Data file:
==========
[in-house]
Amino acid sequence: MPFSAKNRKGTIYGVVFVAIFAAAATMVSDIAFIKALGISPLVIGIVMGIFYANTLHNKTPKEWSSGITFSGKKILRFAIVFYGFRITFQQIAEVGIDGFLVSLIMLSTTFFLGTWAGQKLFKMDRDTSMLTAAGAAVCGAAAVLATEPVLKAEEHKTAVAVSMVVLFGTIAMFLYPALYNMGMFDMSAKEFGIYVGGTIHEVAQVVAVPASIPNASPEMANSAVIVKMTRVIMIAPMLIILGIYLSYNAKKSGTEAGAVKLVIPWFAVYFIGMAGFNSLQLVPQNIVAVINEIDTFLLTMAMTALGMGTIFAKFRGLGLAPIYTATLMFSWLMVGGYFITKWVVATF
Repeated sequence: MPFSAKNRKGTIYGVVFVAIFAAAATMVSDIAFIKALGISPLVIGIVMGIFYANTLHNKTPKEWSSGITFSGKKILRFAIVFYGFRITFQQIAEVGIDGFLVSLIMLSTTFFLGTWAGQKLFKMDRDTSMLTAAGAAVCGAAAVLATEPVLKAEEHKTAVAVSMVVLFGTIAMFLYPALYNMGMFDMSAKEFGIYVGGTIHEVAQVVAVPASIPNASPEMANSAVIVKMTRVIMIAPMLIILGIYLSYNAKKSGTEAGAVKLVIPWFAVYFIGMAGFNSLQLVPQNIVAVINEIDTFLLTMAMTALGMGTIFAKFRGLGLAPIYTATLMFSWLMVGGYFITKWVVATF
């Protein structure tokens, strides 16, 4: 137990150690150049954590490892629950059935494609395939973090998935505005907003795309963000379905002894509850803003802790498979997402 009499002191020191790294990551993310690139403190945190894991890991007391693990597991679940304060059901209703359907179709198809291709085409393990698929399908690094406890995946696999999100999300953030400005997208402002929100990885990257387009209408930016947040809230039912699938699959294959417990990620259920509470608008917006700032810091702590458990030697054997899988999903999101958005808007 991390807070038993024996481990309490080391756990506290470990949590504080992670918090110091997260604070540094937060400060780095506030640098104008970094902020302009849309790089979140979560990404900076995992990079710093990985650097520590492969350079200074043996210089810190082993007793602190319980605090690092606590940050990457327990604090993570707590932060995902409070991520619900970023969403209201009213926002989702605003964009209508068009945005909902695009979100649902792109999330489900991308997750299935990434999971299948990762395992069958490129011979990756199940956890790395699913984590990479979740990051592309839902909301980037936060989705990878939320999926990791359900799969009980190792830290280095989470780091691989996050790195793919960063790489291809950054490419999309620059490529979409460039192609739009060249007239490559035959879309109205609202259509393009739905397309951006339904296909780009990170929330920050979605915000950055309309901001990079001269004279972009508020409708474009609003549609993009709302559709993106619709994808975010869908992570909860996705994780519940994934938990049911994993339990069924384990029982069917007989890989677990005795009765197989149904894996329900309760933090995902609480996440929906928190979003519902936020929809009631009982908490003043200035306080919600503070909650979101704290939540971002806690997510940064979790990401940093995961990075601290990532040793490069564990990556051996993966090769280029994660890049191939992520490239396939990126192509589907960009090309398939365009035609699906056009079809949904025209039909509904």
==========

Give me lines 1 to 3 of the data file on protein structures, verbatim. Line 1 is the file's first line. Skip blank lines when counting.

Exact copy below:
[in-house]
Amino acid sequence: MPFSAKNRKGTIYGVVFVAIFAAAATMVSDIAFIKALGISPLVIGIVMGIFYANTLHNKTPKEWSSGITFSGKKILRFAIVFYGFRITFQQIAEVGIDGFLVSLIMLSTTFFLGTWAGQKLFKMDRDTSMLTAAGAAVCGAAAVLATEPVLKAEEHKTAVAVSMVVLFGTIAMFLYPALYNMGMFDMSAKEFGIYVGGTIHEVAQVVAVPASIPNASPEMANSAVIVKMTRVIMIAPMLIILGIYLSYNAKKSGTEAGAVKLVIPWFAVYFIGMAGFNSLQLVPQNIVAVINEIDTFLLTMAMTALGMGTIFAKFRGLGLAPIYTATLMFSWLMVGGYFITKWVVATF
Repeated sequence: MPFSAKNRKGTIYGVVFVAIFAAAATMVSDIAFIKALGISPLVIGIVMGIFYANTLHNKTPKEWSSGITFSGKKILRFAIVFYGFRITFQQIAEVGIDGFLVSLIMLSTTFFLGTWAGQKLFKMDRDTSMLTAAGAAVCGAAAVLATEPVLKAEEHKTAVAVSMVVLFGTIAMFLYPALYNMGMFDMSAKEFGIYVGGTIHEVAQVVAVPASIPNASPEMANSAVIVKMTRVIMIAPMLIILGIYLSYNAKKSGTEAGAVKLVIPWFAVYFIGMAGFNSLQLVPQNIVAVINEIDTFLLTMAMTALGMGTIFAKFRGLGLAPIYTATLMFSWLMVGGYFITKWVVATF